EFT stands for Emotional Freedom Techniques. EFT is a practical self-help method that involves using the fingers to gently tap on the body's acupuncture points along the meridian lines of Chinese medicine. It is often referred to as ‘EFT Tapping’ or simply as ‘Tapping’. The therapeutic effects of this technique are recognized around the world. One can use EFT tapping for anxiety, weight loss issues, pain, stress and many other issues.
EFT Tapping helps us tune in to the negative patterns that we form around our uncomfortable thoughts, feelings, or troubling memories. We ‘tap’ on the correct pressure points while bringing the thoughts or emotions into consciousness. The aim is to find relief, relaxation, and promote healing around the emotional or physical issues that hold us back.
What is EFT Tapping Therapy?
EFT therapy is a session between a trained EFT practitioner and a client or patient. Some countries require special licenses to be officially called a ‘therapist’ so EFT International refers to our members as ‘EFT Practitioners’. The practitioner will use EFT techniques to work on general or specific issues such as anxiety, depression, stress, chronic pain, or weight loss. EFT sessions can be long or short and single or multiple depending on the needs of the client.
All of the EFT Practitioners who are listed in the Practitioner Directory are certified by EFT International. We require our members to uphold positive ethics and a code of conduct. They also must complete an annual professional development process. If you are looking for an EFT Session or ‘Tapping Therapy’, please visit the practitioners directory. Each practitioner will describe their specific skills and certifications. A session can be arranged in-person. Many practitioners also offer remote sessions on the phone or online.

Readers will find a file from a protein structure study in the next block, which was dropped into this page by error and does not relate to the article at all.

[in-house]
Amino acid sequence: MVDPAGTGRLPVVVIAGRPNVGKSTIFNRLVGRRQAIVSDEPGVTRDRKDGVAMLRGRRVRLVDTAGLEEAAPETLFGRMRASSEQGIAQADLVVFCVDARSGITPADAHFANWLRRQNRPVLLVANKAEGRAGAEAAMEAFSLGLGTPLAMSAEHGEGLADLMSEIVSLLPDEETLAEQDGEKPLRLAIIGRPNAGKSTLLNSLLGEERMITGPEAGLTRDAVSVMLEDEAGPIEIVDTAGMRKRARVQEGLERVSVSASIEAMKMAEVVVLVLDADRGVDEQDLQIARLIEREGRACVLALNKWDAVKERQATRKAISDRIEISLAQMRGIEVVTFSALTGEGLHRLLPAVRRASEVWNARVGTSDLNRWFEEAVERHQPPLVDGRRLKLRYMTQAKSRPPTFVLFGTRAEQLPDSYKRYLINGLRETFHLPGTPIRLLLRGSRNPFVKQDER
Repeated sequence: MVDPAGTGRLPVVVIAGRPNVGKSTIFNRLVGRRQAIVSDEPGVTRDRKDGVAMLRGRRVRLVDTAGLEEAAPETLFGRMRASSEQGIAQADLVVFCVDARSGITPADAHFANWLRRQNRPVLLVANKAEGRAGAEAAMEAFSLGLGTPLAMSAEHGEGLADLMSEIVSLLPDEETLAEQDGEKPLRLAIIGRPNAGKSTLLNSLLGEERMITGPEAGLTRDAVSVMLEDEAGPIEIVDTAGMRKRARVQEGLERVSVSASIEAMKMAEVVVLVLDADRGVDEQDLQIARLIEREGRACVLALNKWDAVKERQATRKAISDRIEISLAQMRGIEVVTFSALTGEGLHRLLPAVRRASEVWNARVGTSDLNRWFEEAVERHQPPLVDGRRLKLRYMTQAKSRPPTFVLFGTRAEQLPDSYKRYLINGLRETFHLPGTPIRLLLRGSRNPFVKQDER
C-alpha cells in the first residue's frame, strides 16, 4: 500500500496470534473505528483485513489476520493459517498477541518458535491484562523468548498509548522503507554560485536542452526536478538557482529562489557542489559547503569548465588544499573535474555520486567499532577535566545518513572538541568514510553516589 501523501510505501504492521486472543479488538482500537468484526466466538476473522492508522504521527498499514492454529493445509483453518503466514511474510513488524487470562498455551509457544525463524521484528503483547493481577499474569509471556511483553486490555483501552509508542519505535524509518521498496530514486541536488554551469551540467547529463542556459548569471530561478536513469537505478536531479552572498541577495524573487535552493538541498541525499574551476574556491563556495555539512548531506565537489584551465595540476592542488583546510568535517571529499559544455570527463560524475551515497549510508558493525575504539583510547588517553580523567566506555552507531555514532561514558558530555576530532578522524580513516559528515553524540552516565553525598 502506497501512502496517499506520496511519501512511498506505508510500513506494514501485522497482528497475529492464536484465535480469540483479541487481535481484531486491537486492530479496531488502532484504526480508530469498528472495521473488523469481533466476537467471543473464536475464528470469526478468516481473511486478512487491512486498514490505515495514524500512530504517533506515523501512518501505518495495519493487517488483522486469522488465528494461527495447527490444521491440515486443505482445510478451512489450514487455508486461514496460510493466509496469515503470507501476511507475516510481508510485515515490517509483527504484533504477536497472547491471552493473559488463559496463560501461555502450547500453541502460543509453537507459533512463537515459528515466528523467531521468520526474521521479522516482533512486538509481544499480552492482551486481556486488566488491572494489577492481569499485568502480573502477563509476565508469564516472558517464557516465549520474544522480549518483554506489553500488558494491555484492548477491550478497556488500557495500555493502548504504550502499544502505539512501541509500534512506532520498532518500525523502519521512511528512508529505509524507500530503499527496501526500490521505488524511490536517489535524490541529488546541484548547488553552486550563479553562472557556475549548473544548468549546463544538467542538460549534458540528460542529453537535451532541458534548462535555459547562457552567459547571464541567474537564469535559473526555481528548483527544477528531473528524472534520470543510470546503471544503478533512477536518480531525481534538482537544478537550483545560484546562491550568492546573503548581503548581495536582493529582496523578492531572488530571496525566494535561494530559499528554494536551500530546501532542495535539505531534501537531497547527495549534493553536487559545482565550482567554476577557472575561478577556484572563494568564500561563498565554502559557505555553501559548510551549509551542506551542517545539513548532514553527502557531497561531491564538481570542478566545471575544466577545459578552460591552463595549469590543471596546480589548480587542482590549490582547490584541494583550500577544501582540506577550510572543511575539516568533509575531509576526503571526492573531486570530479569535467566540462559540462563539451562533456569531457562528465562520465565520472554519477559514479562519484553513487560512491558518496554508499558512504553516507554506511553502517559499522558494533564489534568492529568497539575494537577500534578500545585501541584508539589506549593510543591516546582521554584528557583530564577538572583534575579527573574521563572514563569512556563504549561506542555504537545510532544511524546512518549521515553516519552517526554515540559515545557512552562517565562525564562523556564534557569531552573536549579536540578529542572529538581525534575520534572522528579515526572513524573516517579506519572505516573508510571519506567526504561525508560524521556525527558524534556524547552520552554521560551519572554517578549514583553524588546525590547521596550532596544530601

Can I Practice EFT Techniques on Myself?
YES! It is easy to get started with our free manual. The manual is a great place to learn the beginning tapping techniques and tapping points. If you want to go further, our certified Trainers offer EFT training courses all over the world. You can visit the Training and Events page to find a training course or workshop near you.
Practicing EFT for yourself is a simple and effective way to quickly work on an issue. Once you know the basic technique, you can spend a short amount of time tapping any time that it is convenient.
How Can I Learn More About EFT?
Our website is a great resource. We have an archive of EFT articles written by our members. The Science and Research section has links to studies and research on how EFT works. Taking a workshop, or getting a session from an EFT practitioner are also great ways to get direct experience.
The History and Background of EFT
In the 1970s, Dr. George Goodheart, Dr. John Diamond and Dr. Roger Callahan each discovered that verbally focusing on a problem or issue (emotional or physical) – while manually stimulating acupuncture points – could bring surprising relief in their patients – particularly with regard to fears, phobias and physical responses to stress.
Dr. Callahan was so moved by his discoveries in this area that he patented his emerging "tapping" program TFT or Thought Field Therapy. Eventually, his focus on "tapping" would completely transform his psychology practice, which was unheard of in therapeutic circles at that time. TFT, while effective and still widely practiced today, was involved and complex. It was primarily accessible only to therapists or those willing to make a substantial financial investment in learning the process. One of Callahan's students, Gary Craig, was able to synthesize it into a more simplified form – one involving fewer tapping points and far less complexity. A Stanford trained engineer and Master of NLP (Neurolinguistic Programming), Craig added key NLP concepts, and called it EFT or Emotional Freedom Techniques.
EFT first appeared in the late 1990s via Craig's popular website (emofree.com) where he made it available to laypeople via low-cost videos. Since that time, it has proliferated steadily beyond traditionally therapeutic circles and taken-on added refinements – many of which were shepherded-in by Craig and his students through experimentation.
Despite some rapid evolution in the early years, original or "classic" EFT has remained largely unchanged. It is this version of EFT that comprises AAMET's model of EFT training.